Poland Missile Strike Triggers Surprise Clash Between Ukraine and NATO

Just hours after NATO’s leadership announced that a “preliminary” investigation into a fatal strike in Poland Tuesday was “likely” caused by Ukrainian air defenses and not a deliberate Russian attack, Ukrainian President Volodymyr Zelensky is doubling down and insisting that Ukraine is not responsible.

“I have no doubt that it was not our missile or our missile strike. We have to participate in the investigation,” Zelensky said, according to NEXTA.

Dmytro Kuleba, the Ukrainian Minister of Foreign Affairs, shared a tweet claiming that allegations the Ukrainian air defense was behind the hit in Poland were false and a “conspiracy theory” on Tuesday. The tweet had not been removed as of Wednesday, despite NATO’s announcement that Ukraine was “likely” behind the incident.

“Russia now promotes a conspiracy theory that it was allegedly a missile of Ukrainian air defense that fell on the Polish theory. Which is not true,” Kuleba said.

The assertions that Ukraine was not involved in the incident, which killed two, come amid a flurry of finger-pointing about who was responsible. The fatal explosion in Poland near the border with Ukraine came just hours after Russia rained down missiles in cities throughout Ukraine Tuesday, raising questions about whether the attack had led to an accidental—or an intentional—strike on neighboring Poland.

In the minutes after the incident in Poland, Zelensky and other Ukrainian officials were quick to deny involvement and alleged that Russia was responsible. Zelensky invoked the language of NATO collective defense and rallied behind the idea that collective action should be taken.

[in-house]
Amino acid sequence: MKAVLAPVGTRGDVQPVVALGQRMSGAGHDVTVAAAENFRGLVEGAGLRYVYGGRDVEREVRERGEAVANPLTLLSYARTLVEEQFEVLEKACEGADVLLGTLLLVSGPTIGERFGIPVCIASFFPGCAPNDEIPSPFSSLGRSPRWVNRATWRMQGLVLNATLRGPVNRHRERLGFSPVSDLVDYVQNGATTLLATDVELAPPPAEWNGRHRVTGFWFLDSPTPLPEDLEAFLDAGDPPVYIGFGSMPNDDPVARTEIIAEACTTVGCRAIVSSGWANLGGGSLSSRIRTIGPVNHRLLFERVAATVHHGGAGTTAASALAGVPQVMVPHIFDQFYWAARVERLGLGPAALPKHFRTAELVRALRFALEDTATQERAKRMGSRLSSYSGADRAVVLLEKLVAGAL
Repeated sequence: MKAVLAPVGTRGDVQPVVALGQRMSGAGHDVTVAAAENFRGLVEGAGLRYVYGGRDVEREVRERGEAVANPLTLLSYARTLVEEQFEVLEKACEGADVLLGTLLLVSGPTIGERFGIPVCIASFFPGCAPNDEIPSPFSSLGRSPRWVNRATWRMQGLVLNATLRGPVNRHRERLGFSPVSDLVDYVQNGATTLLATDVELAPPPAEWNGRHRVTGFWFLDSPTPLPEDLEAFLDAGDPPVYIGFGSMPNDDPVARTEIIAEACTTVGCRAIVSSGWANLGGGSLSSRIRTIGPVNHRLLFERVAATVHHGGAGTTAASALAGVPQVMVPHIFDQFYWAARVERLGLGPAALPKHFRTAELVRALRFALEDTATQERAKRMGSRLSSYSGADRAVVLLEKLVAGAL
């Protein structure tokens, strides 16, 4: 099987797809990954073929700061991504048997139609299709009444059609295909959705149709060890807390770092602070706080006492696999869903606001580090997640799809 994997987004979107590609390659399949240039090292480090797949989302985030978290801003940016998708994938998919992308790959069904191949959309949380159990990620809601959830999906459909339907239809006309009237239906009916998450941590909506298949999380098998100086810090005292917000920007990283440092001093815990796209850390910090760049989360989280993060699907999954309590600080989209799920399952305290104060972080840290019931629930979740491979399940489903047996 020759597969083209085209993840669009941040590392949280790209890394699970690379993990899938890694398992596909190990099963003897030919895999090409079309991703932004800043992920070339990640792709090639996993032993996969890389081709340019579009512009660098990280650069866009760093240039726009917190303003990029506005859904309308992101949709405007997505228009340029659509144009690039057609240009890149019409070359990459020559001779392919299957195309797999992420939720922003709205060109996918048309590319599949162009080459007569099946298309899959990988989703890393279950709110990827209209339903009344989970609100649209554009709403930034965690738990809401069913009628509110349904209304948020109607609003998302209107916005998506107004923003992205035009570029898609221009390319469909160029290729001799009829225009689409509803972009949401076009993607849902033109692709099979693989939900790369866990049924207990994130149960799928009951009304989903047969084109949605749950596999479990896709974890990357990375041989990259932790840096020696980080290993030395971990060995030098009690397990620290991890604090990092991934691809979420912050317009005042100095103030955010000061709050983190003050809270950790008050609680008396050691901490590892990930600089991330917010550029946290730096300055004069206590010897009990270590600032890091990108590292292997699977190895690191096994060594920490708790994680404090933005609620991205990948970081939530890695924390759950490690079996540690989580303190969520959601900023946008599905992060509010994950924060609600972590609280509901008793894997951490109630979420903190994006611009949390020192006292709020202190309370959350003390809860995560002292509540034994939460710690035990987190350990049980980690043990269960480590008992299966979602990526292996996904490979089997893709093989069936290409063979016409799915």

“This is a Russian missile attack on collective security. This is a very significant escalation. We need to act,” Zelensky said.

Russia has claimed that the accusations were intended to escalate the situation. Speculation has also bubbled up that it is possible that Ukrainian air defenses working to intercept Russian missile attacks fell into Poland, the “likely” scenario that NATO Secretary General Jens Stoltenberg referenced in his announcement earlier Wednesday.

The incident—and finger-pointing based on incomplete information about what happened—has threatened to form the most escalatory turning point yet in Russia’s nine-month-long invasion of Ukraine. It has raised questions over whether a collective response under NATO Article V could be triggered if the incident is determined to be an attack on NATO member Poland, which could dramatically expand Russia’s war in Ukraine.

Investigations are ongoing into what caused the incident, according to Stoltenberg.

In apparent contradiction to Zelensky’s claim, the White House said Wednesday that the Biden administration has no information that contradicts the suggestion that it was “most likely” a Ukrainian air defense missile that fell in Poland.